17 percent of European APTs now targeting UK entities

News by Steve Gold

Research just published claims to show that the UK and Germany are the most targeted areas of Europe when it comes to APTs (Advanced Persistent Attacks).

The FireEye H1-2014 EMEA Advanced Threat Report claims that malware attacks - especially advanced targeted attacks - have nearly doubled in the first half of 2014. The number of unique infections, says the analysis, has grown steadily in the EMEA area.

Interestingly, FireEye says that the UK is the most targeted country with 17 percent of attacks, followed by Germany with 12 percent, with government, financial services, telecommunications and energy sectors being the most targeted verticals. These categories, notes the report, accounted for more than 50 percent of total APT detections in the first half of 2014.

According to Richard Turner, the security vendor's VP of EMEA, advanced attacks are the new reality for business and government.

"By preparing an effective defensive strategy, organisations can avoid the risk of sitting on the sidelines as their data and intellectual property find their way to competitors, adversaries or hacktivists," he said.

Skewed results

Fran Howarth, a senior security analyst with Bloor Research, said the report's findings - that attacks are on the rise - is at odds with similar reports from independent sources.

"It's interesting that this report only analyses investigations of FireEye's clients, so the results may be a little skewed," she told SCMagazineUK.com, adding that the term `APTs' is now becoming outmoded, as targeted attacks is now a much better definition.

"APTs tend to suggest state-sponsored attacks, but the reality is that you can never prove - beyond doubt - that an APT is the result of a state attack. This is why I think the term `targeted attack' is a much better definition these days," she explained.

Fellow analyst Rob Bamforth, a principal analyst with Quocirca, said that the FireEye analysis is interesting in reporting the high level of attacks against UK organisations when compared to the rest of Europe.

"As is often the case, the hidden questions that result from this report are most interesting - the whys, by whom and for what purpose, of the attacks are the questions that this report raises," he said, adding that the attacks on vertical market players - notably government and financial services - may be down to sabotage and hacktivism, as well as the primary driver of monetary theft.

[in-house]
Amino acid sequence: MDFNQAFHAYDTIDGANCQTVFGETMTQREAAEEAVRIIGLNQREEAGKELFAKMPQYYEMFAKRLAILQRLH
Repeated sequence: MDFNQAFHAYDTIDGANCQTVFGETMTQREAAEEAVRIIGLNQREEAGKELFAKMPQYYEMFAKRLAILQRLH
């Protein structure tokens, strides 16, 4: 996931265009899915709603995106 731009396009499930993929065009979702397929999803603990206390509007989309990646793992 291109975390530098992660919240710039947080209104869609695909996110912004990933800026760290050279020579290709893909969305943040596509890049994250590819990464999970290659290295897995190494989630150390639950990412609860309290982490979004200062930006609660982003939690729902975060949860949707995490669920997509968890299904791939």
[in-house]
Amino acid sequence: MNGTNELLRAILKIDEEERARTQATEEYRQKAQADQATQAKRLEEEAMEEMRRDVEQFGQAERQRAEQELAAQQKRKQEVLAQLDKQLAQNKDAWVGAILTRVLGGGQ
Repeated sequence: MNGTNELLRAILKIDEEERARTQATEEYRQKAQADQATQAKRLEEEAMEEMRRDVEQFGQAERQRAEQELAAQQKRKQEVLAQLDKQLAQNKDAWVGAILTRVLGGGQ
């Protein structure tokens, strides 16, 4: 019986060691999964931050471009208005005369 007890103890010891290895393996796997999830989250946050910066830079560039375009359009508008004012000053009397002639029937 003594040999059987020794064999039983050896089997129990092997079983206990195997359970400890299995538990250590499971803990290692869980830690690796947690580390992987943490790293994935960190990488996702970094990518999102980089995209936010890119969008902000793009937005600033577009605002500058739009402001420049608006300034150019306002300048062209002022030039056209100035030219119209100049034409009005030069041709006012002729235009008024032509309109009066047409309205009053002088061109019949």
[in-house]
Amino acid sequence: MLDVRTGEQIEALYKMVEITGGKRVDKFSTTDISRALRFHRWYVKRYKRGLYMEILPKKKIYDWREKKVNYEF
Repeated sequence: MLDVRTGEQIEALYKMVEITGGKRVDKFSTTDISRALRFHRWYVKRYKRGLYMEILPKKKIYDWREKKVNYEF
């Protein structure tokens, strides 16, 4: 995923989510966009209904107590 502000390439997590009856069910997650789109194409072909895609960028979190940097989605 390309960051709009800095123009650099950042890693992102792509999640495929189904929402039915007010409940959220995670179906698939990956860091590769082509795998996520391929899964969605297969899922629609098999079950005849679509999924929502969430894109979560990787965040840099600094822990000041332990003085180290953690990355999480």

Key takeout

The key takeout from the report, says the Quocirca analyst, is that the percentage of backdoors being used by cybercriminals, rather than trojans, may indicate the fact that, from a criminal perspective, quietly taking control and grabbing information is now more important than noisily inflicting damage.

According to Phil Robins, sales director with Encode UK, the real issue is not can you prevent an APT attack - as this is outside your control and in our experience you will be compromised.

This means, he says, that the issues are how can you get an early warning of an attack and how do you contain the attack itself.

"We recommend starting by base-lining your current defences by simulating an APT attack. Armed with this knowledge you can build an appropriate cyber defence solution, incorporating a SIEM/Big Data analytics capability," he said.

Tony Kenyon, technical director of EMEA & LATAM regions with A10 Networks, meanwhile, said that, given the location of key financial centres in EMEA it's not hard to see for example why the UK and Germany come top in most targeted countries for APTs - in many cases key verticals are being attacked rather than specific countries, he noted.

"Add to that government and telecoms and we see an interesting mix of motives and threat actors, from data theft, disruption, political hacktivist and state associated actors; even granular workflow vectors around activities such as M&A. Whilst these statistics represent an invaluable snapshot it's always difficult to be completely representative; especially for verticals which traditionally under-report for sensitivity reasons," he said.

"It's important here to dispel the common misconception about threat actors of the 'lone hacker' sitting at home with an uplink. Organised crime is serious business, with teams of individuals assigned specific roles within a sophisticated workflow. With bandwidth speeds increasing, botnet and malware toolkits easily accessible, potential targets need to urgently consider shoring up their perimeter. This is not about point solutions, you need a holistic ecosystem of advanced DDoS and threat prevention solutions to scale and mitigate these problems dynamically," he added.

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